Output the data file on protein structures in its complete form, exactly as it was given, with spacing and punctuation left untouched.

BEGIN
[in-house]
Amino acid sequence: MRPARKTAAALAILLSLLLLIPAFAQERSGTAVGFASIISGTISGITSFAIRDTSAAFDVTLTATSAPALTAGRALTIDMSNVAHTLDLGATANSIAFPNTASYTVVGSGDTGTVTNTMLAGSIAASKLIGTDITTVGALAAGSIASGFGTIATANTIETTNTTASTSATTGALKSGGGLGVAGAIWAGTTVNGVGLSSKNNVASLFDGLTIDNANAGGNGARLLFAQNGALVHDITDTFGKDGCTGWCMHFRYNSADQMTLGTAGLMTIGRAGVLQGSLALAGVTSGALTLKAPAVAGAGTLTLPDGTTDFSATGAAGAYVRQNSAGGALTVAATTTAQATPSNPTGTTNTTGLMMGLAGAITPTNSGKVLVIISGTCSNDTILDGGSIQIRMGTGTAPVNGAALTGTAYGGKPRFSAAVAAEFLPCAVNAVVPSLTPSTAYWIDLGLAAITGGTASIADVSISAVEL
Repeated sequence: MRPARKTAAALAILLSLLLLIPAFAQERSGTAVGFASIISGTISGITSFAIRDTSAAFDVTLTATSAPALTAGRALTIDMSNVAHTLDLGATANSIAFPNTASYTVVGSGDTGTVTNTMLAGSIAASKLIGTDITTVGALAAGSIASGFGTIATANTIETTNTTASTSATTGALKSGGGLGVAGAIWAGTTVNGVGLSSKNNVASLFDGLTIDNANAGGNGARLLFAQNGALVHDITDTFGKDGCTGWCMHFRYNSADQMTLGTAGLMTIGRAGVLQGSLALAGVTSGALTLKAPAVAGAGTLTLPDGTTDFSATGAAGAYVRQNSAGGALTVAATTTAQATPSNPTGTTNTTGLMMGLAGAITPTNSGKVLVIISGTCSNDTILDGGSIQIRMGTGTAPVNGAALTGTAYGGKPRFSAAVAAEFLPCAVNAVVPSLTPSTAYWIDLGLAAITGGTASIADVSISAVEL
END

[in-house]
Amino acid sequence: MRPARKTAAALAILLSLLLLIPAFAQERSGTAVGFASIISGTISGITSFAIRDTSAAFDVTLTATSAPALTAGRALTIDMSNVAHTLDLGATANSIAFPNTASYTVVGSGDTGTVTNTMLAGSIAASKLIGTDITTVGALAAGSIASGFGTIATANTIETTNTTASTSATTGALKSGGGLGVAGAIWAGTTVNGVGLSSKNNVASLFDGLTIDNANAGGNGARLLFAQNGALVHDITDTFGKDGCTGWCMHFRYNSADQMTLGTAGLMTIGRAGVLQGSLALAGVTSGALTLKAPAVAGAGTLTLPDGTTDFSATGAAGAYVRQNSAGGALTVAATTTAQATPSNPTGTTNTTGLMMGLAGAITPTNSGKVLVIISGTCSNDTILDGGSIQIRMGTGTAPVNGAALTGTAYGGKPRFSAAVAAEFLPCAVNAVVPSLTPSTAYWIDLGLAAITGGTASIADVSISAVEL
Repeated sequence: MRPARKTAAALAILLSLLLLIPAFAQERSGTAVGFASIISGTISGITSFAIRDTSAAFDVTLTATSAPALTAGRALTIDMSNVAHTLDLGATANSIAFPNTASYTVVGSGDTGTVTNTMLAGSIAASKLIGTDITTVGALAAGSIASGFGTIATANTIETTNTTASTSATTGALKSGGGLGVAGAIWAGTTVNGVGLSSKNNVASLFDGLTIDNANAGGNGARLLFAQNGALVHDITDTFGKDGCTGWCMHFRYNSADQMTLGTAGLMTIGRAGVLQGSLALAGVTSGALTLKAPAVAGAGTLTLPDGTTDFSATGAAGAYVRQNSAGGALTVAATTTAQATPSNPTGTTNTTGLMMGLAGAITPTNSGKVLVIISGTCSNDTILDGGSIQIRMGTGTAPVNGAALTGTAYGGKPRFSAAVAAEFLPCAVNAVVPSLTPSTAYWIDLGLAAITGGTASIADVSISAVEL